‘We are a border state – we are most impacted’: Arizona sheriffs show united front on Title 42's end
MARICOPA COUNTY, Ariz. - Arizona sheriffs from Maricopa, Pinal and Yavapai counties showed a united front during May 10 press conference just a day before Title 42 is about to expire, likely sending thousands of migrants into cities across the state.
The sheriffs included Maricopa County's Paul Penzone, Pinal County's Mark Lamb, Yavapai County's David Rhodes. Coconino County Chief Deputy Bret Axlund also joined.
Title 42 allows Border Patrol to turn away migrants at the border in order to stop the spread of COVID-19. But the rapid removal process ends on May 11 just before midnight.
Governor Katie Hobbs announced Monday the state's plan to address the anticipated surge of migrants crossing the southern border.
"What started out as enforcing the laws and providing public safety has turned into a lot of other responsibilities. Now, we're not only expected to be responsible for violent and property crimes, but school safety for our children. Mental illness, drug addiction, homelessness, and now you see that issue at the border will become the responsibility of every local law enforcement professional in our nation," Sheriff Penzone said at the press conference.
The feds are criticized for not doing its job to secure the border, with Gov. Hobbs calling the response "inadequate."
"They are not enforcing the laws on the books," Sheriff Lamb said. "This is a federal issue."
Yavapai County Sheriff David Rhodes, Maricopa County Sheriff Paul Penzone, Pinal County Sheriff Mark Lamb
He says Border Patrol Yuma sector had 800 people in custody by 9 a.m. on May 10, with another 400 waiting on the other side of the border wall.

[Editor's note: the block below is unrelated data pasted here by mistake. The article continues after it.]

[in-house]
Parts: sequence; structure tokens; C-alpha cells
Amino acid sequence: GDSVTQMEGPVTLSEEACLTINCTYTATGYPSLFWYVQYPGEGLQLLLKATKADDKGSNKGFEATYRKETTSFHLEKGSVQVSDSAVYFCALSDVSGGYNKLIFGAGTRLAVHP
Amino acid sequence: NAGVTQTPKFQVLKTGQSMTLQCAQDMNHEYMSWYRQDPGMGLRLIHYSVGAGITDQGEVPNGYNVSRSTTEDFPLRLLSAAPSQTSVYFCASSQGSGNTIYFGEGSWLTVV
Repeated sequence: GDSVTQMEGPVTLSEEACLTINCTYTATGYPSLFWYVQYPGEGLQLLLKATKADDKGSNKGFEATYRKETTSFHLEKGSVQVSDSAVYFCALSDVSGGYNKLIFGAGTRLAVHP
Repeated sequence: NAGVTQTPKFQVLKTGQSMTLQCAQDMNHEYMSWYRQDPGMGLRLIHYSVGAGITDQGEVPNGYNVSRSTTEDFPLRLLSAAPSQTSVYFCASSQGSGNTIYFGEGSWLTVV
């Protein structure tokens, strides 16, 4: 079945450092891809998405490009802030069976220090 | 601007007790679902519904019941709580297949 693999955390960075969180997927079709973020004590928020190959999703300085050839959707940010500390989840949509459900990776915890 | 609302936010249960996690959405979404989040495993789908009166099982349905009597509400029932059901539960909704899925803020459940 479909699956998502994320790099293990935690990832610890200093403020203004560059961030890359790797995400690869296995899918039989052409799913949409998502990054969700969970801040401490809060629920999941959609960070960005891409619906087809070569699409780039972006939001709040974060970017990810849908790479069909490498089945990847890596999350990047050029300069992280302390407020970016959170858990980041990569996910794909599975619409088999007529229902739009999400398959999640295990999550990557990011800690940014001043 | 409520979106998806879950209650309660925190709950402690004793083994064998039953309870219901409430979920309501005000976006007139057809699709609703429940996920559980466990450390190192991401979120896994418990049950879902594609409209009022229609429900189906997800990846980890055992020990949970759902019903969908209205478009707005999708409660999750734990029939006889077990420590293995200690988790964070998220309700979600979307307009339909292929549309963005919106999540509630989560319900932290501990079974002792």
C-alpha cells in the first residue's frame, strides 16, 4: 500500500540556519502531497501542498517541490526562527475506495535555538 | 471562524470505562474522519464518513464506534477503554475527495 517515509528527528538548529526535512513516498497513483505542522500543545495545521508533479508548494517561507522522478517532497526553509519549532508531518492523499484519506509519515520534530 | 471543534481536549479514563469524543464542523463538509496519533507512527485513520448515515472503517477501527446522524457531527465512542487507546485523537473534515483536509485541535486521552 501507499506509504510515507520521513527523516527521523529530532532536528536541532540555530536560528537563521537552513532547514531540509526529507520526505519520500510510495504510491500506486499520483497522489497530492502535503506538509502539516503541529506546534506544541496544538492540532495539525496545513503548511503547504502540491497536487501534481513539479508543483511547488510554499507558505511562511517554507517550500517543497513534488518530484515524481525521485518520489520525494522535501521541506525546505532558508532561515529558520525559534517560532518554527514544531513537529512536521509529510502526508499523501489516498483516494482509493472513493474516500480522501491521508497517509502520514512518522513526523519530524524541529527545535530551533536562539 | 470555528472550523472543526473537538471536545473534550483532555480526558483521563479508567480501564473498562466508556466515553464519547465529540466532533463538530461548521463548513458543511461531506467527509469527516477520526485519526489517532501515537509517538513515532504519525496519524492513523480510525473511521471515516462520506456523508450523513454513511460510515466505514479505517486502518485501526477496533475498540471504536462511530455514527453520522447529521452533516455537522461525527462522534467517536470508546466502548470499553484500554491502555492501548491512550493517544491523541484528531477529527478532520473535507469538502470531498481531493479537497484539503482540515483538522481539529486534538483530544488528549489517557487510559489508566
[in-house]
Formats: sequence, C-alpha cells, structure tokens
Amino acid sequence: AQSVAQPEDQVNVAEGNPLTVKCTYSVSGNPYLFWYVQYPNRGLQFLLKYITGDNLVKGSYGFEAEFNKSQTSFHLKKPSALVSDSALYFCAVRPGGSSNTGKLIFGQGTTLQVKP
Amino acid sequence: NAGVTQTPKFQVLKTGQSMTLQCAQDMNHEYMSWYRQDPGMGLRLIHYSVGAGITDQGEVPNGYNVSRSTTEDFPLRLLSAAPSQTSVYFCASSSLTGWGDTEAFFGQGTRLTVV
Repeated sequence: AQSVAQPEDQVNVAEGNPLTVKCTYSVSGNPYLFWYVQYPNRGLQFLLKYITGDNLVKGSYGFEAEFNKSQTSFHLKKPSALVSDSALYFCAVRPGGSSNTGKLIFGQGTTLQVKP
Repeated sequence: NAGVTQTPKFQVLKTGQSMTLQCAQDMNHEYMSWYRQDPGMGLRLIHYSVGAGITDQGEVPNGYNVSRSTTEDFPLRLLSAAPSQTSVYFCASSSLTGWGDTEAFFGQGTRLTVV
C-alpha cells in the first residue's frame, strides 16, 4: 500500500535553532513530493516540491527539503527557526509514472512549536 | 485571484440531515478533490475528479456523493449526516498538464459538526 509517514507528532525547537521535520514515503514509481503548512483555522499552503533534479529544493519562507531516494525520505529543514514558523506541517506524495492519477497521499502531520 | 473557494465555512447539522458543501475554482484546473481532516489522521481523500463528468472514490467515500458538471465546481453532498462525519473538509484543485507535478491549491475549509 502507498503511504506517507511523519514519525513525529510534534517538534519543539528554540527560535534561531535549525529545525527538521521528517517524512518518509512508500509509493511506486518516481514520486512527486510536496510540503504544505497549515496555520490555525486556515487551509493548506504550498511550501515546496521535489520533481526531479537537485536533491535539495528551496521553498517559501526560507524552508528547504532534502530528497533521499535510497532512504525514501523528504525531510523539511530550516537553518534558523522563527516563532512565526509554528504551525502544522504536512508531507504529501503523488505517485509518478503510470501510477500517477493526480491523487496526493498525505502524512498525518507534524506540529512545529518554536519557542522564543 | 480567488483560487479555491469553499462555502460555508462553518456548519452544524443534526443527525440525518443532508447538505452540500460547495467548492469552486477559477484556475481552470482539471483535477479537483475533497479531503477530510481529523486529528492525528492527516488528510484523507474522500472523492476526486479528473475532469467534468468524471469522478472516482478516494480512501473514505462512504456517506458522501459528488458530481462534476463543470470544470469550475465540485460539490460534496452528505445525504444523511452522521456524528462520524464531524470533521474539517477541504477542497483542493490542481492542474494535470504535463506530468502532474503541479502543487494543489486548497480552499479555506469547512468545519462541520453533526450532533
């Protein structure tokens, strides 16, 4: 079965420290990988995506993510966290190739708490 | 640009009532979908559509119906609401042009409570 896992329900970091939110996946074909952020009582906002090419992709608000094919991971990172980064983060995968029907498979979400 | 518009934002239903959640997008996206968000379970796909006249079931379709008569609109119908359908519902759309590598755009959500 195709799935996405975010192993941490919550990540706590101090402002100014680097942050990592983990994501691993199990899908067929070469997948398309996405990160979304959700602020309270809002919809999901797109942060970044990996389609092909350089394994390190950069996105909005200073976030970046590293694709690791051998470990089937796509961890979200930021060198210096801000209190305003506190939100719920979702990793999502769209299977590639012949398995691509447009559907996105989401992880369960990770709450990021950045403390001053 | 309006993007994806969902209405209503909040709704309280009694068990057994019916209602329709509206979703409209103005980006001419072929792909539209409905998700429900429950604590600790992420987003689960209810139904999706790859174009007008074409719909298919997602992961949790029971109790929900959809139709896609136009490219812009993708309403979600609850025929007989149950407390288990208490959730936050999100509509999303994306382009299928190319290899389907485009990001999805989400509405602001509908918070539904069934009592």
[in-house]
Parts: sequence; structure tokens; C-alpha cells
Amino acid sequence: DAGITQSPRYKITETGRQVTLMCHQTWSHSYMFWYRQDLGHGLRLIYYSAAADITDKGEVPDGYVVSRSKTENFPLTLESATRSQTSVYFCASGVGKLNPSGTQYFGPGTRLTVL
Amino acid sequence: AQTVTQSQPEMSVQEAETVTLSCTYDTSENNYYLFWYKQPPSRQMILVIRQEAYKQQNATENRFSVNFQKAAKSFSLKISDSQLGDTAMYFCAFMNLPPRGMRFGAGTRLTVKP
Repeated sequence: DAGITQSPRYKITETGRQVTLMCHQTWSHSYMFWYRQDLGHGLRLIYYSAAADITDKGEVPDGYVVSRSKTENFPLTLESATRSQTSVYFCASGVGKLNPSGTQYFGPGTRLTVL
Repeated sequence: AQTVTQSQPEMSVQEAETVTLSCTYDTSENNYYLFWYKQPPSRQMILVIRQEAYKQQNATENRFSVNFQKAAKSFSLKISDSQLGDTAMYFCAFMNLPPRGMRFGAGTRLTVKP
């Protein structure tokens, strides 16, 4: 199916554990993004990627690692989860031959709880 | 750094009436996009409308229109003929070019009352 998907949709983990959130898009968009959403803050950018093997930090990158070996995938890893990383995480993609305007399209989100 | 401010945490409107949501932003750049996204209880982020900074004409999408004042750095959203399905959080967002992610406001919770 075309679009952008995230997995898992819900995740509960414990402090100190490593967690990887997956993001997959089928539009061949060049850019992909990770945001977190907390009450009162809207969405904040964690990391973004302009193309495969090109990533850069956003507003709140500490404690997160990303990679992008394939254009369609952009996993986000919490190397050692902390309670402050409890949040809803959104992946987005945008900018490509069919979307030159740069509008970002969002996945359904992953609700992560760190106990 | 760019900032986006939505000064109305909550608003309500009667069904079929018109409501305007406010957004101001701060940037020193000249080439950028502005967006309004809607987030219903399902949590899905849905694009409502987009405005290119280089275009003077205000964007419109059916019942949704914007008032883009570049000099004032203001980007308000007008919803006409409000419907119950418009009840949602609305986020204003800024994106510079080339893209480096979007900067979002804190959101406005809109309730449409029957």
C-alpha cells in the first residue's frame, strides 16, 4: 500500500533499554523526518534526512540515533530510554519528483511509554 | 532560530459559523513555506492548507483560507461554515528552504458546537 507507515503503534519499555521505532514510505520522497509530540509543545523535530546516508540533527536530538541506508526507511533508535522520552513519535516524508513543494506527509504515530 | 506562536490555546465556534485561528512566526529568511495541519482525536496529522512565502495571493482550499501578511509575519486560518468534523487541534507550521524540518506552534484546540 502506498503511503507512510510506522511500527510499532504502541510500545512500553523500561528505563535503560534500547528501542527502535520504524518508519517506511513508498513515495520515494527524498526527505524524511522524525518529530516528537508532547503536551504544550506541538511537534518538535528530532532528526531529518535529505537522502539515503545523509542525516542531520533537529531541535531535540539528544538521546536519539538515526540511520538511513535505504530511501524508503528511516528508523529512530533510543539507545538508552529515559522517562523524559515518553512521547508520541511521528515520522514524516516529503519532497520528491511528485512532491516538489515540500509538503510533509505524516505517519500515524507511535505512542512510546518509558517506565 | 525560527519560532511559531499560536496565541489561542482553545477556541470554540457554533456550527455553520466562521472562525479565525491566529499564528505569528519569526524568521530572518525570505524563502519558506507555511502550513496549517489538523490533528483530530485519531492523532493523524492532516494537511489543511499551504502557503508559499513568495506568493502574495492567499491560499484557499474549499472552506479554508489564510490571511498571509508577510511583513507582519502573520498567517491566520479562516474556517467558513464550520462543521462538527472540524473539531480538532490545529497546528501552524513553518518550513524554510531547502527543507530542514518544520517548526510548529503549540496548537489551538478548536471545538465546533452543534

"This is not about politics, this is about putting people first," Sheriff Lamb said, referring to securing the border and not allowing drugs, namely fentanyl, to be trafficked. He says at least 50% of drugs coming into not only Arizona, but the U.S., are from Mexico.
‘We are a border state – we are most impacted’
MCSO, Sheriff Penzone says, is under two court orders that don't allow his office to enforce any immigration enforcement. A migrant would have to commit a local or state crime to be detained and/or arrested.
Sheriff David Rhodes says some Arizona counties are in partnership with ICE, so that when a migrant is here illegally and committed a crime, the agency can be notified to start a possible deportation process.
Sheriff Lamb says his office's thought process is that when they're taking down trafficking and smuggling operations, they're saving lives.
The state will be coordinating the transportation of migrants around and out of Arizona, meaning bussing migrants to different locations. The Arizona Department of Emergency Management will coordinate emergency shelter for the migrants, as they await departure from Arizona.
Every day, 200 migrants are dropped off at Sky Harbor International Airport in Phoenix, many fleeing violence, and looking for a new start.
Sheriff Lamb says the migrants are treated well, and they "do what they can" in an extremely hard situation. He says, although he prides Arizona on the humane treatment of migrants, still, it's the federal government's job they're doing.
He gave a short story about a woman who was crossing into the U.S. that he said had about 50 pills in a bag of hers. She was asked what they were, and she answered morning after pills.
She allegedly said she had them because she knew she was going to be raped in the process of heading to the border.
He told the story to prove the level of inhumane treatment migrants are getting while on their journeys, comparing it to the humane treatment in America, which he says is often negatively politicized.